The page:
Follow-up blood analysis is recommended at selected intervals to be sure the correct levels of medication are being given. Also, that no abnormal blood values are starting to show up. Fortunately, many dogs that have been treated for epilepsy over a period of time can slowly be taken off medication. And eventually not require any further medication. (Never abruptly eliminate anti-epileptic medication! Sudden withdrawal of medication often will trigger a long and difficult seizure episode.)
Phenobarbital is the most commonly used medication to treat epilepsy in the dog. If given in the lowest dose required to keep the seizures to a minimum, Phenobarbital can be a very useful medication with minimal side effects. Many dogs being given Phenobarbital are living very normal and happy lives. Some pet owners are adverse to giving their dog a “drug” for long periods; and look at the situation of having a pet that is “drugged-up all the time” to be unacceptable.
Most veterinarians agree, too
If the dog requires such high levels of medication that it acts and feels “drugged-up” that this scenario is unacceptable. Fortunately, the majority of cases will be helped by medication with little; if any, side effects. The “side effect” we are looking for is the elimination for those awful seizures!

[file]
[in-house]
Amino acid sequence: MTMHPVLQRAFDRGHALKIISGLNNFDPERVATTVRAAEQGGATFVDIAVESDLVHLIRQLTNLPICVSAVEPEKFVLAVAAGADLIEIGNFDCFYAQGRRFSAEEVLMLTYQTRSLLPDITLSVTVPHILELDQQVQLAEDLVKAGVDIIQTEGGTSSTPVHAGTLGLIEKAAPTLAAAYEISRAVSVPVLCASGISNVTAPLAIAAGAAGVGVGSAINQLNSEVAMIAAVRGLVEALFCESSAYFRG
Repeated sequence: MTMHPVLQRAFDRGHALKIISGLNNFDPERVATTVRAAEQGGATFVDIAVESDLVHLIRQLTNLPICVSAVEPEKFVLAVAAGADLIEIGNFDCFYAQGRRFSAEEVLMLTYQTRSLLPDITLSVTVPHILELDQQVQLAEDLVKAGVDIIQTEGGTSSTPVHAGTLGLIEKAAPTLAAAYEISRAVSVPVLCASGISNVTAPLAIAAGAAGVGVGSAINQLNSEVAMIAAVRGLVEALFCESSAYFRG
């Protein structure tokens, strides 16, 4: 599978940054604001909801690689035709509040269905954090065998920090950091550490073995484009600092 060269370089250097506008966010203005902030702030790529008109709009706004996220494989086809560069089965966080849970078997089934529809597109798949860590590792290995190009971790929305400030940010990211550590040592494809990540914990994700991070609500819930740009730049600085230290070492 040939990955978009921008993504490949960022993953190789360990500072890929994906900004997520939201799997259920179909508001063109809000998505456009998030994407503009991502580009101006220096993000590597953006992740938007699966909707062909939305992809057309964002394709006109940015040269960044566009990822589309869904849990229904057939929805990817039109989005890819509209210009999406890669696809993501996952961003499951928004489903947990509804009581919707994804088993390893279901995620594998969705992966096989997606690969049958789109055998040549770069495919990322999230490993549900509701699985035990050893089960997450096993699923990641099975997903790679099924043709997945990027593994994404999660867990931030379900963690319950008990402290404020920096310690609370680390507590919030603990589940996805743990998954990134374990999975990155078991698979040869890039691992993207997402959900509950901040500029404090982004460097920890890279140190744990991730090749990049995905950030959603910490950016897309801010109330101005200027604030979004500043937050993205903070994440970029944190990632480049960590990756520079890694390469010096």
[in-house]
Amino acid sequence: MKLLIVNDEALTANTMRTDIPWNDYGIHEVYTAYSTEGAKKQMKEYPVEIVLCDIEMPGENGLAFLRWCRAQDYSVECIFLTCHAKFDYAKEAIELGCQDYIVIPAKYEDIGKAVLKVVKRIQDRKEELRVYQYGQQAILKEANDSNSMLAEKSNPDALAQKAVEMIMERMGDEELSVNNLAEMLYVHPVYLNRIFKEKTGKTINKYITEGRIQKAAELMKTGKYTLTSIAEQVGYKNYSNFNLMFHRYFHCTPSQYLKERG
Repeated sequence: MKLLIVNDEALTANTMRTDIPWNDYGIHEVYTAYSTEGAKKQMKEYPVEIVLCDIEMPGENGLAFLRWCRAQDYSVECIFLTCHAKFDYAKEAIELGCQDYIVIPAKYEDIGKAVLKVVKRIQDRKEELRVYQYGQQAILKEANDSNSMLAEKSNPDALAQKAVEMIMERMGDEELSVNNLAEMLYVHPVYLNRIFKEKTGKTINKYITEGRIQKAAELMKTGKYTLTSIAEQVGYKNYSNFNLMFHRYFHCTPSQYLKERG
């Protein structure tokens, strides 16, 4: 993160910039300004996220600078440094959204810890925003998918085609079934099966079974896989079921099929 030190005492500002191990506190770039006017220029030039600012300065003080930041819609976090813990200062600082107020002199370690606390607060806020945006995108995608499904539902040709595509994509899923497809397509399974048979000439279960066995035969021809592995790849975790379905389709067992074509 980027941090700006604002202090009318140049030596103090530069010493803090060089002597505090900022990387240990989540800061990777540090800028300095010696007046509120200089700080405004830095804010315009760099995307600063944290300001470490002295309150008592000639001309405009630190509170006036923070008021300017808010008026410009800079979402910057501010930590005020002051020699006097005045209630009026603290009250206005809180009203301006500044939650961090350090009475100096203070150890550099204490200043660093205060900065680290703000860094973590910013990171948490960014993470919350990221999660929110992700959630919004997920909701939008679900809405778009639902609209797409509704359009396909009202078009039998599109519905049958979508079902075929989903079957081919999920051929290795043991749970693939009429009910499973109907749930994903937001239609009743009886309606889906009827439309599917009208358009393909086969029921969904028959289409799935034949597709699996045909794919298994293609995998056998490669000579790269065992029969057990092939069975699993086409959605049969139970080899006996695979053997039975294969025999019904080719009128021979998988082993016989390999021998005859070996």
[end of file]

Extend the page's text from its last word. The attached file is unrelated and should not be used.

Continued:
A drug called Dilantin (phenytoin) has been used for years but in general has been a secondary choice after Phenobarbital.
In some cases, Valium may be used when Phenobarbital cannot be utilized, or when a combination of medications are prescribed.
Potassium bromide (KBr) is being used in some dogs where response to traditional medication is unsatisfactory. Potassium Bromide had been used to treat human epileptics for over 100 years. It may be the anticonvulsant of choice for dogs with liver disease. Sometimes veterinarians will prescribe KBr along with Phenobarbital for patients; who do not respond well to Phenobarbital alone. KBr is not easily obtained and may require a pharmacist to acquire. As well as formulate the proper dose.
Just as the brain must be in good balance with the rest of the body. So should we look for a balance in the treatment of epilepsy. Too much medication is not good because we don’t want the pet to have dulled senses; reoccurring seizure episodes are unacceptable; so we may need to use a little medication.
Any dog receiving anti-epileptic medication should have periodic blood samples evaluated for blood chemistry balance. Since many medications are degraded and eliminated from the body via the liver; an assessment of liver function is a priority.
What to do if your dog has an epileptic attack
If you happen to witness a seizure; there is not much you can do at home to get it under control. Try to remove any objects from the immediate area that the dog may bump in to and injure itself.